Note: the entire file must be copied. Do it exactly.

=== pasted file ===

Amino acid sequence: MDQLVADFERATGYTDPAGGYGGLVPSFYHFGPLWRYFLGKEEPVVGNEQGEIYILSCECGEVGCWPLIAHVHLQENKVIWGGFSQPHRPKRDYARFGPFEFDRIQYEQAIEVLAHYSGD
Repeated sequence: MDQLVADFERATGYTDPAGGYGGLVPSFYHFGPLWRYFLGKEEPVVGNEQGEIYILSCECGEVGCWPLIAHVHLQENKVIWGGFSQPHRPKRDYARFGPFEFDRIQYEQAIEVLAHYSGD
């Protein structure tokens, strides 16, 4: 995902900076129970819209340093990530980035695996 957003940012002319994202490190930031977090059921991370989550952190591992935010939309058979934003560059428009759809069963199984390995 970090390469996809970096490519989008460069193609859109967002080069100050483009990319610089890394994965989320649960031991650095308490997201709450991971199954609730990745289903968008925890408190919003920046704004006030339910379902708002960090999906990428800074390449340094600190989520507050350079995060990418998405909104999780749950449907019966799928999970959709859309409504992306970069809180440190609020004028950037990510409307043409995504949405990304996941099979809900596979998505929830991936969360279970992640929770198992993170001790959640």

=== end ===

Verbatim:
Amino acid sequence: MDQLVADFERATGYTDPAGGYGGLVPSFYHFGPLWRYFLGKEEPVVGNEQGEIYILSCECGEVGCWPLIAHVHLQENKVIWGGFSQPHRPKRDYARFGPFEFDRIQYEQAIEVLAHYSGD
Repeated sequence: MDQLVADFERATGYTDPAGGYGGLVPSFYHFGPLWRYFLGKEEPVVGNEQGEIYILSCECGEVGCWPLIAHVHLQENKVIWGGFSQPHRPKRDYARFGPFEFDRIQYEQAIEVLAHYSGD
């Protein structure tokens, strides 16, 4: 995902900076129970819209340093990530980035695996 957003940012002319994202490190930031977090059921991370989550952190591992935010939309058979934003560059428009759809069963199984390995 970090390469996809970096490519989008460069193609859109967002080069100050483009990319610089890394994965989320649960031991650095308490997201709450991971199954609730990745289903968008925890408190919003920046704004006030339910379902708002960090999906990428800074390449340094600190989520507050350079995060990418998405909104999780749950449907019966799928999970959709859309409504992306970069809180440190609020004028950037990510409307043409995504949405990304996941099979809900596979998505929830991936969360279970992640929770198992993170001790959640």